Tuesday, August 30, 2016
Nobody is born Mormon. Even if you're born into the Church of Jesus Christ of Latter-Day Saints, you're not born Mormon. Though, as I type out Mormon, the word Mormon feels strange under my fingers. We are called Mormons, and though I respect Mormon as an ancient American prophet who abridged the golden plates, no small task, this is not his Church. I am not a follower of Mormon. Nor am I a follower of Joseph Smith. I'm a follower of Jesus Christ. It is Christ who is the center of everything I believe.
Regardless, Mormon is the label we, who believe and follow the Doctrines of the LDS faith, are stamped with. It's a name I'm attached with, and though born into the Church, it's a label I choose to wear.
Still, I wasn't born believing the Church is true. That's a knowledge I had to seek and pray for.
Looking back on my life I can't remember a time when I didn't believe in God. There's no defining moment that led me to realize God exist. This is something I've always believed and have never had to question. This faith lies deep in my spirit. But believing the LDS church is true? I didn't even know other churches existed until I was seven years old, and I didn't grow up in Utah.
It was the beginning of the second grade, the Summer of 1989, as we had year-around-school. The day was hot, as hot as it typically gets in Porterville California, which is an hour north of Bakersfield. I remember standing close to the fence which overlooked a big field, which lay next to the soon to be All American City Highway, which was next to the foothill mountains, the Sierra Nevada mountains blue in the distance. I was to the south of the slide playground having a rather heated debate over religion.
One of my classmates, her face now blurred in memory, was countering everything I said. This somewhat out of the ordinary conversation for a couple of seven year old's started when I mentioned how excited I was to be getting baptized. "What is baptize?" She asked me, and I explained that it involved getting submerged in water. "Our church doesn't do that!" She proclaimed, "You're wrong."
"I'm not wrong. You get baptized when you're eight. And then you get the gift of the Holy Ghost."
"My church doesn't do that. You don't go to the right church!"
And we went back and forth, na na-na na na like. "You're wrong" this and "You're wrong" that. The Trinity was mentioned, and I brought up the Godhead, the idea that Heavenly Father, Jesus Christ, and the Holy Ghost are all separate beings. Naturally that started up a whole new debate.
When the recess bell rang I went back to the classroom somber, suddenly realizing there are other churches, and that these churches believe different things, and that they believe they're right and that they believe they attend the right church of Christ. And then suddenly I realized, "What if my church is wrong? What if I believe the wrong thing?" That line of thought then quickly turned into, "How can I get baptized when I could be joining the wrong Church? And if I am being baptized into the right Church, am I ready for that commitment?" My mind spun round and round. In my spirit I knew I could only get baptized if I was fully ready to make an Eternal commitment to Christ, and not fall back on my covenants. At the time I didn't know "covenant" was the word that represented what I didn't want to break. I didn't want to break my promise to God. I wanted always to follow him.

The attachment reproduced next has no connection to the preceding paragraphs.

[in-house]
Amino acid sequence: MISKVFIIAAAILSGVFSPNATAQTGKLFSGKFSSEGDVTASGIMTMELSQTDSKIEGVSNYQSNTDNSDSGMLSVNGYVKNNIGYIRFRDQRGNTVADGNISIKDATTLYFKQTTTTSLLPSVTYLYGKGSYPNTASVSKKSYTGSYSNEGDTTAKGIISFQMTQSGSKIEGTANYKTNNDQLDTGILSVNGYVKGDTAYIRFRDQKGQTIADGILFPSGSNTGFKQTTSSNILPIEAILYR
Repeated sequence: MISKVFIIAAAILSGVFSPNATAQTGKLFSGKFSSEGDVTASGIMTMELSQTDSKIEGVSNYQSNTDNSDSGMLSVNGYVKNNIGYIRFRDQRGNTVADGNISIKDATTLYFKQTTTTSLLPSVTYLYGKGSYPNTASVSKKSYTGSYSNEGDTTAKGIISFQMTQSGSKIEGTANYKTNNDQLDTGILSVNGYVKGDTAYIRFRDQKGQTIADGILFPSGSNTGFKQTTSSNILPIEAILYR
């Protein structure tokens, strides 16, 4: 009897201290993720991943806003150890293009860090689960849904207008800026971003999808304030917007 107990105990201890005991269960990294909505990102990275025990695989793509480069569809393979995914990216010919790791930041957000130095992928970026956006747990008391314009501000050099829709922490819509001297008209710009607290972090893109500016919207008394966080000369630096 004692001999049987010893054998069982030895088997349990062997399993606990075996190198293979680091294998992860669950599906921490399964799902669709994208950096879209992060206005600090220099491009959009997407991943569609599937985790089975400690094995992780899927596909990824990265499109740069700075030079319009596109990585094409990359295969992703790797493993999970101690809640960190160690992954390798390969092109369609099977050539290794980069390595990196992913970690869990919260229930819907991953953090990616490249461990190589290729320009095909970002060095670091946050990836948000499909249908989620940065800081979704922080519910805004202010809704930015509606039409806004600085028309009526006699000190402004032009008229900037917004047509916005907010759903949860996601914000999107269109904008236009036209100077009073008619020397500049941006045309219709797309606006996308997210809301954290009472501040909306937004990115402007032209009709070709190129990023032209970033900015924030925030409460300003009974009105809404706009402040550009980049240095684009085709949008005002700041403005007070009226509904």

That three block walk home after school was a long one. So distraught was my mind, full of questions and worries. How was I going to tell my Mom that there are other churches and they feel they're right!?
When I did tell my Mom she was very patient, understanding, and bore her testimony with what she believed. She then told me I had to seek out, ask questions, and form my own testimony, and that she would trust me no matter what I decide. A lot of trust for a seven year old. But baptism is no small thing.
In all those months leading up to my eighth birthday I struggled reading the Book of Mormon and the scriptures. I was incredibly below average in my reading skills at the time, not getting up to grade level until the fourth grade. Reading was a struggle, but I tried my best, and knew God would make up the rest. It was around this time I stopped coloring during sacrament meeting and started listening to the talks. If I can't fully read the scriptures I was going to listen, both in Sacrament meeting and Sunday School. One time when we had the missionaries over for dinner they asked if anyone had any questions. My Mom said, "Sarah has a question."
"How do I know the Church is true?" They mentioned reading the scriptures and praying, but then they shared something that has stuck with me. They talked about Christ time and that while he lived the church was perfect. A mirror, fully formed, represented this. After he died the mirror shattered into many pieces. As time went on one truth was picked up by one group and they formed a church around that mirror piece, trying to fill in the gaps. Another church was formed around another mirror piece or so, trying to fill in the gaps. Another church was formed around another mirror piece, trying to fill in the gaps. And so forth. Each Christian church with different truths and beliefs, some the same, some different, all trying to recreate the mirror with their own pieces. No church completely wrong, but no church completely right, because of the missing truths.
Then one day Joseph Smith asked the same question I asked. What church is true? They're all so different. And the answer he received was to join none of them. Over time Joseph Smith, through inspiration, guidance, and revelation was able to put the mirror back together with all the missing pieces: temples, prophets, ordinances, covenants, priesthood keys, gift of the Holy Ghost, modern revelation, personal revelation, as so forth. All the mirror pieces joined together to form Christ's reflection.